When I was a kid in the 1970s, I took the Torrance test three times, so I am well-acquainted with what it is and probably many of you reading this are as well. The idea that Torrance test scores, which measure ingenuity, problem solving and creativity, have fallen, dramatically, has very poor implications for the planet. Are we raising a generation of spectators with short attention spans, more interested in downloading Internet porn and playing video games than the arts and sciences? There’s been a lot of discussion in the culture of late, about older folks having a dim view of the “entitled” or “bratty” attitude of many of today’s twenty-somethings. Whether you buy into that or not (I can’t decide personally if this is an accurate perception/legitimate observation, but anecdotally speaking… well, maybe it is) this seems to indicate that a trend towards something not altogether positive might be accelerating, and that an
evolutionary epigenetic change might be in the works. Not a good one.
High IQ parents, it’s up to you!
Like intelligence tests, Torrance’s test—a 90-minute series of discrete tasks, administered by a psychologist—has been taken by millions worldwide in 50 languages. Yet there is one crucial difference between IQ and CQ scores. With intelligence, there is a phenomenon called the Flynn effect—each generation, scores go up about 10 points. Enriched environments are making kids smarter. With creativity, a reverse trend has just been identified and is being reported for the first time here: American creativity scores are falling.
Kyung Hee Kim at the College of William & Mary discovered this in May, after analyzing almost 300,000 Torrance scores of children and adults. Kim found creativity scores had been steadily rising, just like IQ scores, until 1990. Since then, creativity scores have consistently inched downward. “It’s very clear, and the decrease is very significant,” Kim says. It is the scores of younger children in America—from kindergarten through sixth grade—for whom the decline is “most serious.”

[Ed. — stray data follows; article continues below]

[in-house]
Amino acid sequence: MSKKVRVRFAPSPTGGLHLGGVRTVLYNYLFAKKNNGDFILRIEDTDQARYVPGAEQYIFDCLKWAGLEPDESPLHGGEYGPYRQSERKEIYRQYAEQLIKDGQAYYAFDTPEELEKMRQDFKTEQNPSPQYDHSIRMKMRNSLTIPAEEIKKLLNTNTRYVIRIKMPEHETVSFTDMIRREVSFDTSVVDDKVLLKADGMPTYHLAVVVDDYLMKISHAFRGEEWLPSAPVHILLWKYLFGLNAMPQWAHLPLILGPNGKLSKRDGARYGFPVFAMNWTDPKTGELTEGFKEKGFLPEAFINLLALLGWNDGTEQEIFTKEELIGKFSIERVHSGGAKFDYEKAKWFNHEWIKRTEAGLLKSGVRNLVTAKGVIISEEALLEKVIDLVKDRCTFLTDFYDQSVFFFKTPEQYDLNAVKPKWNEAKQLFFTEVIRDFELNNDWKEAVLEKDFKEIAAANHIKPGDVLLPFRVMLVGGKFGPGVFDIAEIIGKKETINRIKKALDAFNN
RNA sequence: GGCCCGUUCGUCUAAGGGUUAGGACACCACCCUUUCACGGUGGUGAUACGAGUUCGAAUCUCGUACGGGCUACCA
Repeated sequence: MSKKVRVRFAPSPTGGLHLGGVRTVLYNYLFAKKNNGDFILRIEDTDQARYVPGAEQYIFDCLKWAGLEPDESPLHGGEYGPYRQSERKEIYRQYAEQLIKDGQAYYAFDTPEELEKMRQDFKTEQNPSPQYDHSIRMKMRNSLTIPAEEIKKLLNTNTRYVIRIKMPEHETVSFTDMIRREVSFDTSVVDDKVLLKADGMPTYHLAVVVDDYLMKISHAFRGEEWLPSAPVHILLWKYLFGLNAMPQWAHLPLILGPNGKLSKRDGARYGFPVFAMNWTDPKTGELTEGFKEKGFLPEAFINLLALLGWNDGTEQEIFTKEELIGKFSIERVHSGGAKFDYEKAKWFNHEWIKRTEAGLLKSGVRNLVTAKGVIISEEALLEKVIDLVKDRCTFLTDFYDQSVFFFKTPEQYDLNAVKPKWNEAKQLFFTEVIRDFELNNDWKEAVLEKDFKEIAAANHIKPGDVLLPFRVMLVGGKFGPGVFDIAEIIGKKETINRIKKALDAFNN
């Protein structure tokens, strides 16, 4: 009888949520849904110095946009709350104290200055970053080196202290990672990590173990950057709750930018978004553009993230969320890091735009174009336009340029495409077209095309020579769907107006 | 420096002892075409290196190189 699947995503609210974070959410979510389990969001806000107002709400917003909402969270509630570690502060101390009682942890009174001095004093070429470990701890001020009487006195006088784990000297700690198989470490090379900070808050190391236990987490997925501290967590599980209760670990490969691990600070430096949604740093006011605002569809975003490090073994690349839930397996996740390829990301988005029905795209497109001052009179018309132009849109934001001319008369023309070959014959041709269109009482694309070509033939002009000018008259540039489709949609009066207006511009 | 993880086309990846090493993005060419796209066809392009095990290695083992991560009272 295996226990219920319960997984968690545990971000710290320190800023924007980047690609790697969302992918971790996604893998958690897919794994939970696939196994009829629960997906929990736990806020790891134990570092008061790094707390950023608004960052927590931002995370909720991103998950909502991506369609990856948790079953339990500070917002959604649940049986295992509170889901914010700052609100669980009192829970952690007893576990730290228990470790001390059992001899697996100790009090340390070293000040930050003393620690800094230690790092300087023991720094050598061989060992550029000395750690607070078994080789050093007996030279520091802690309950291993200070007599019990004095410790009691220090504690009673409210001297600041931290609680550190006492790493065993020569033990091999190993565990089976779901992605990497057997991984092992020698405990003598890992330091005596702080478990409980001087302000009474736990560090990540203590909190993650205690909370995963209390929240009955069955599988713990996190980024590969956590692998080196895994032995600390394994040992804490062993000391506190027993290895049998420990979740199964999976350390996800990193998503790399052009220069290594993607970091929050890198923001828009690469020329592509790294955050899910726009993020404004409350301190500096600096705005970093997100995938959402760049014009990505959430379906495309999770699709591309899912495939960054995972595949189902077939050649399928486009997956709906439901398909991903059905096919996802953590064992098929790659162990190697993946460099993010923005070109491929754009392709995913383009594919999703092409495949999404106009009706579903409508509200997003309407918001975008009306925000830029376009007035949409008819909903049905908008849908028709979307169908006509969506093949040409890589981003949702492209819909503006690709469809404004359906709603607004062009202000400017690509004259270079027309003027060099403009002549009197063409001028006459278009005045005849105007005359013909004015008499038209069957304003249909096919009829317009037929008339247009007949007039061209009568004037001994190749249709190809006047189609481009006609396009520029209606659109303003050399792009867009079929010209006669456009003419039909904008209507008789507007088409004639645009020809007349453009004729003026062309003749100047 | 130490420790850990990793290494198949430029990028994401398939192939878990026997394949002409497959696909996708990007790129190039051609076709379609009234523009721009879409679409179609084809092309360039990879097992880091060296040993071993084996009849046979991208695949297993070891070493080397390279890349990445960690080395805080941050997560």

The potential consequences are sweeping. The necessity of human ingenuity is undisputed. A recent IBM poll of 1,500 CEOs identified creativity as the No. 1 “leadership competency” of the future. Yet it’s not just about sustaining our nation’s economic growth. All around us are matters of national and international importance that are crying out for creative solutions, from saving the Gulf of Mexico to bringing peace to Afghanistan to delivering health care. Such solutions emerge from a healthy marketplace of ideas, sustained by a populace constantly contributing original ideas and receptive to the ideas of others.
It’s too early to determine conclusively why U.S. creativity scores are declining. One likely culprit is the number of hours kids now spend in front of the TV and playing videogames rather than engaging in creative activities. Another is the lack of creativity development in our schools. In effect, it’s left to the luck of the draw who becomes creative: there’s no concerted effort to nurture the creativity of all children.
Read the entire article:
The Creativity Crisis: For the first time, research shows that American creativity is declining. What went wrong—and how we can fix it. (Newsweek)